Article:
19. The persistence of Salmonella following desiccation under feed processing environmental conditions: a subject of relevance.

    Science.gov (United States)

    Habimana, O; Nesse, L L; Møretrø, T; Berg, K; Heir, E; Vestby, L K; Langsrud, S

    2014-11-01

    Although Salmonella persistence has been predominantly linked to biofilm formation, the physiological state of Salmonella should also be considered as a possible pathway for persistence and survival in the feed industry. Hence, the purpose of this study was to assess the extent of viability of Salmonella cells through long-term desiccation periods under conditions typically found in feed processing environments, and whether these same cells could resuscitate and cause salmonellosis in vivo. We showed that upon desiccation, Salmonella Agona, a representative feed industry isolate and Salmonella Typhimurium ATCC 14028, a laboratory strain, were induced into a nonculturable state at 35 and 85% relative humidity conditions, at defined temperatures of 30 and 12°C, respectively. Although the reduction in culturable cells was more than 6 log10 , metabolic activity was found in more than 1% of the population. Desiccation-induced nonculturable Salm. Typhimurium could not be revived and were nonvirulent in a mouse model following infection through oral gavage. These results suggest that the specific conditions for reviving nonculturable Salmonella after long periods of desiccation are yet to be fully identified. The need for mapping key factors involved in the persistence of Salmonella would help better detect it and improve feed safety measures. While Salmonella has been shown to persist for years in feed processing environments, it is still unknown how temperature and humidity affect the persistence of Salmonella cells over time in terms of their metabolic states and cultivability. Here, we show that long-term exposure to feed processing environmental conditions induces Salmonella into a nonculturable state even though about 1% of the population remains metabolically active. This has significant implications when monitoring Salmonella from the environment which could yield false-negative results using conventional pre-enrichment detection methods. © 2014 The Society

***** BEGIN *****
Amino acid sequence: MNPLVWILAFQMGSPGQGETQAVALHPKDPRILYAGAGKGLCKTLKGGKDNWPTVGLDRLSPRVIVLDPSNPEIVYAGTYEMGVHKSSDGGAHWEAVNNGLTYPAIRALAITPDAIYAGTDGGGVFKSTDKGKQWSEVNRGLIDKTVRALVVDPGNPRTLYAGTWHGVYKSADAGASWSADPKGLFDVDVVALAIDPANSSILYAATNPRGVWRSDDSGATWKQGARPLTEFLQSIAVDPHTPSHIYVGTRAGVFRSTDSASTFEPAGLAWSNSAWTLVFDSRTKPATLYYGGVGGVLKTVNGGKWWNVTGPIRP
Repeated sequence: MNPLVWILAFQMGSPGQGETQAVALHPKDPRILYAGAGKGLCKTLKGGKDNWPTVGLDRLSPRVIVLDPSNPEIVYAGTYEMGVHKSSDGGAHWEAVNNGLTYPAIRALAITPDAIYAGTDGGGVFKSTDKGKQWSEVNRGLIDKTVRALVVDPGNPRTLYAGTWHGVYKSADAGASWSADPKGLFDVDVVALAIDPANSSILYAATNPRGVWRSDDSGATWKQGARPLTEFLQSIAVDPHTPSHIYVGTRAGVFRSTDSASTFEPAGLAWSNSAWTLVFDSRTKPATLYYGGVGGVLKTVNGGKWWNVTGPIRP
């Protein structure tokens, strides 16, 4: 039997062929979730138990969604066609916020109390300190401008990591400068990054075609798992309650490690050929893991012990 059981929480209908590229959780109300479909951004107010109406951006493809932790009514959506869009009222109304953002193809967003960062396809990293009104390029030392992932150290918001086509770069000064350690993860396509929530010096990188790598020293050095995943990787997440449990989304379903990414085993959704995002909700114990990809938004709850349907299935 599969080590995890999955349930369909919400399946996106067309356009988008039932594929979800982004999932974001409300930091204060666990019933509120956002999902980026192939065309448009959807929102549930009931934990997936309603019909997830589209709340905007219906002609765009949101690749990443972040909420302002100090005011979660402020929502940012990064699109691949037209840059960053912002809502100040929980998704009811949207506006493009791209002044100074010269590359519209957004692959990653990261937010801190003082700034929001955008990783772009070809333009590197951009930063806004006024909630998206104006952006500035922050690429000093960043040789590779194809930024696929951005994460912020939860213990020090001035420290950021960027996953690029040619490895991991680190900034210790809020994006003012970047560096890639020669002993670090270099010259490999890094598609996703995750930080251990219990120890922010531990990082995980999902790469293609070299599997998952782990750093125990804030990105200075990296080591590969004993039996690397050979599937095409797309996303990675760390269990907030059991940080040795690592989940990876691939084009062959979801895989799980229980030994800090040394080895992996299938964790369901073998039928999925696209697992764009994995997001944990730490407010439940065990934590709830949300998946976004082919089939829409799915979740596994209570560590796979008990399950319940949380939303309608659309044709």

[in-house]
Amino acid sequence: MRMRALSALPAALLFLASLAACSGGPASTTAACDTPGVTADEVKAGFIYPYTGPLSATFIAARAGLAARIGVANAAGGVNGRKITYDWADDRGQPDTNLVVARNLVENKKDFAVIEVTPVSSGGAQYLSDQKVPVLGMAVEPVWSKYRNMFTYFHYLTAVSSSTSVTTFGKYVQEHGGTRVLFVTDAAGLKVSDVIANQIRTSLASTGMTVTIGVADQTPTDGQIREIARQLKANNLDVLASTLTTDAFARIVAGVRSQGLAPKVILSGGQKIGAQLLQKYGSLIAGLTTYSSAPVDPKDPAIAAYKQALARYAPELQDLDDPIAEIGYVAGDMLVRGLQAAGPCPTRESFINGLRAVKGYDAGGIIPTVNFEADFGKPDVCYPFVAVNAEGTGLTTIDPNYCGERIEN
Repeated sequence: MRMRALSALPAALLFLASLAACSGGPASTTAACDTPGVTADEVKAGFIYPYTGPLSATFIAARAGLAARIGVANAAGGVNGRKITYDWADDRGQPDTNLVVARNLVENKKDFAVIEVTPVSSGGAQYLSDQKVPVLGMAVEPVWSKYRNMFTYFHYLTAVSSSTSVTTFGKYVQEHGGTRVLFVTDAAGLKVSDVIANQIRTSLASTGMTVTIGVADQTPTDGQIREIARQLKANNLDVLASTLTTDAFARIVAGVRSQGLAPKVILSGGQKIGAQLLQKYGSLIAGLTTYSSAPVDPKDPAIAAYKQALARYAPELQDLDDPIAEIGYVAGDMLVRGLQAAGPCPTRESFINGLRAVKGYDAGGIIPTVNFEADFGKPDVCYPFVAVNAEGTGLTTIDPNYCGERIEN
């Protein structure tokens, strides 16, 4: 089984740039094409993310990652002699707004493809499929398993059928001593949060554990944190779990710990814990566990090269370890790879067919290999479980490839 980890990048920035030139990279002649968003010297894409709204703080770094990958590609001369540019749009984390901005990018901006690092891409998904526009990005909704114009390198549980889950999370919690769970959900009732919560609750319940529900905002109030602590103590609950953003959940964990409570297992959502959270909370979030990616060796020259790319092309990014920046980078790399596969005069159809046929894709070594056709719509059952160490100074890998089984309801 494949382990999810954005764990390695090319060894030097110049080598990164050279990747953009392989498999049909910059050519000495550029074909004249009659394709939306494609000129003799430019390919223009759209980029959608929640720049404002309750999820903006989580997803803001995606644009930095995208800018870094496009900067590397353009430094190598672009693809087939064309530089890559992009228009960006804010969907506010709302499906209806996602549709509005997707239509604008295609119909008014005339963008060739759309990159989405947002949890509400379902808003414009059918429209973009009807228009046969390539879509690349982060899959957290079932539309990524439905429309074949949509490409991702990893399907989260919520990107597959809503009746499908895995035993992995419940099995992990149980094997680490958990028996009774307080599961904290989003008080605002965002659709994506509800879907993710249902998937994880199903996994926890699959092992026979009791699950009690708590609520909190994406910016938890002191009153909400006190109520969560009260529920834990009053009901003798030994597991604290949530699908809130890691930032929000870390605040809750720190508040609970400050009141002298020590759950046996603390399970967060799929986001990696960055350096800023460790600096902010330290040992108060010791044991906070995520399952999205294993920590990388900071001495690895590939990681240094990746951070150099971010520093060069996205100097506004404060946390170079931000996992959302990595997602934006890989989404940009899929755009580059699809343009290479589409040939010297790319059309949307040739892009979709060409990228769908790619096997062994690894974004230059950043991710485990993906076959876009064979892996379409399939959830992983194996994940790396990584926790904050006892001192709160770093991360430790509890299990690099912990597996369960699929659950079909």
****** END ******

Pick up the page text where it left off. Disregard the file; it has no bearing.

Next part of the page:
20. Effects of auditory distraction on voluntary movements: exploring the underlying mechanisms associated with parallel processing.

    Science.gov (United States)

    Bigliassi, Marcelo; Karageorghis, Costas I; Nowicky, Alexander V; Wright, Michael J; Orgs, Guido

    2017-04-08

    Highly demanding cognitive-motor tasks can be negatively influenced by the presence of auditory stimuli. The human brain attempts to partially suppress the processing of potential distractors in order that motor tasks can be completed successfully. The present study sought to further understand the attentional neural systems that activate in response to potential distractors during the execution of movements. Nineteen participants (9 women and 10 men) were administered isometric ankle-dorsiflexion tasks for 10 s at a light intensity. Electroencephalography was used to assess the electrical activity in the brain, and a music excerpt was used to distract participants. Three conditions were administered: auditory distraction during the execution of movement (auditory distraction; AD), movement execution in the absence of auditory distraction (control; CO), and auditory distraction in the absence of movement (stimulus-only; SO). AD was compared with SO to identify the mechanisms underlying the attentional processing associated with attentional shifts from internal association (task-related) to external (task-unrelated) sensory cues. The results of the present study indicated that the EMG amplitude was not compromised when the auditory stimulus was administered. Accordingly, EEG activity was upregulated at 0.368 s in AD when compared to SO. Source reconstruction analysis indicated that right and central parietal regions of the cortex activated at 0.368 s in order to reduce the processing of task-irrelevant stimuli during the execution of movements. The brain mechanisms that underlie the control of potential distractors during exercise were possibly associated with the activity of the frontoparietal network.

  1. Contribution of underlying processes to improved visuospatial working memory associated with physical activity

    Directory of Open Access Journals (Sweden)

    Qingchun Ji

    2017-06-01